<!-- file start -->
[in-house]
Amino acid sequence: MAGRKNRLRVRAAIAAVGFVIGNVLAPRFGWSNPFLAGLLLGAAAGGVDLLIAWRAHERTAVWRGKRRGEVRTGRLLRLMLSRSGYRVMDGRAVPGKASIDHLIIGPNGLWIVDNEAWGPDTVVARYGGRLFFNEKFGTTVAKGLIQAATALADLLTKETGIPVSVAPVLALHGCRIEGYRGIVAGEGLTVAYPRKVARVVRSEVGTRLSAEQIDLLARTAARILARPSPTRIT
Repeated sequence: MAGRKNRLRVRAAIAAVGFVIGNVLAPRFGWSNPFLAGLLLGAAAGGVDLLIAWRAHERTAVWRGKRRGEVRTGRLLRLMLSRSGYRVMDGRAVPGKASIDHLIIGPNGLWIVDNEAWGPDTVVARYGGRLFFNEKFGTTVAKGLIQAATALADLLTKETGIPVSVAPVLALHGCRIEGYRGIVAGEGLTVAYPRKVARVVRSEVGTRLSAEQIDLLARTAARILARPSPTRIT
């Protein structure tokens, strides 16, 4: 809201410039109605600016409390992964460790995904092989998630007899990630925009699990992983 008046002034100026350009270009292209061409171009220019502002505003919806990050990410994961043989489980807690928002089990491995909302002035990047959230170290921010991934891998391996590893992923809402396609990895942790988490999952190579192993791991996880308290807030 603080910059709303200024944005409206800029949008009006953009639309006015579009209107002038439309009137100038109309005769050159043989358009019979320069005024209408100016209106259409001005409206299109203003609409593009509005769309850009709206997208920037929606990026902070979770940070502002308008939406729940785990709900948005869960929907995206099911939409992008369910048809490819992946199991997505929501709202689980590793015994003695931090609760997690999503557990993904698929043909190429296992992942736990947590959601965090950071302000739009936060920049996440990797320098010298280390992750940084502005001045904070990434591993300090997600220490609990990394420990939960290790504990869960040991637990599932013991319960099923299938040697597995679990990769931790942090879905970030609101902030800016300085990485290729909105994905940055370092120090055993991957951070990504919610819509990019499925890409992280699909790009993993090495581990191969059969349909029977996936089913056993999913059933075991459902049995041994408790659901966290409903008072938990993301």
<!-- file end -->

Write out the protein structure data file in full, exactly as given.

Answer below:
[in-house]
Amino acid sequence: MAGRKNRLRVRAAIAAVGFVIGNVLAPRFGWSNPFLAGLLLGAAAGGVDLLIAWRAHERTAVWRGKRRGEVRTGRLLRLMLSRSGYRVMDGRAVPGKASIDHLIIGPNGLWIVDNEAWGPDTVVARYGGRLFFNEKFGTTVAKGLIQAATALADLLTKETGIPVSVAPVLALHGCRIEGYRGIVAGEGLTVAYPRKVARVVRSEVGTRLSAEQIDLLARTAARILARPSPTRIT
Repeated sequence: MAGRKNRLRVRAAIAAVGFVIGNVLAPRFGWSNPFLAGLLLGAAAGGVDLLIAWRAHERTAVWRGKRRGEVRTGRLLRLMLSRSGYRVMDGRAVPGKASIDHLIIGPNGLWIVDNEAWGPDTVVARYGGRLFFNEKFGTTVAKGLIQAATALADLLTKETGIPVSVAPVLALHGCRIEGYRGIVAGEGLTVAYPRKVARVVRSEVGTRLSAEQIDLLARTAARILARPSPTRIT
């Protein structure tokens, strides 16, 4: 809201410039109605600016409390992964460790995904092989998630007899990630925009699990992983 008046002034100026350009270009292209061409171009220019502002505003919806990050990410994961043989489980807690928002089990491995909302002035990047959230170290921010991934891998391996590893992923809402396609990895942790988490999952190579192993791991996880308290807030 603080910059709303200024944005409206800029949008009006953009639309006015579009209107002038439309009137100038109309005769050159043989358009019979320069005024209408100016209106259409001005409206299109203003609409593009509005769309850009709206997208920037929606990026902070979770940070502002308008939406729940785990709900948005869960929907995206099911939409992008369910048809490819992946199991997505929501709202689980590793015994003695931090609760997690999503557990993904698929043909190429296992992942736990947590959601965090950071302000739009936060920049996440990797320098010298280390992750940084502005001045904070990434591993300090997600220490609990990394420990939960290790504990869960040991637990599932013991319960099923299938040697597995679990990769931790942090879905970030609101902030800016300085990485290729909105994905940055370092120090055993991957951070990504919610819509990019499925890409992280699909790009993993090495581990191969059969349909029977996936089913056993999913059933075991459902049995041994408790659901966290409903008072938990993301």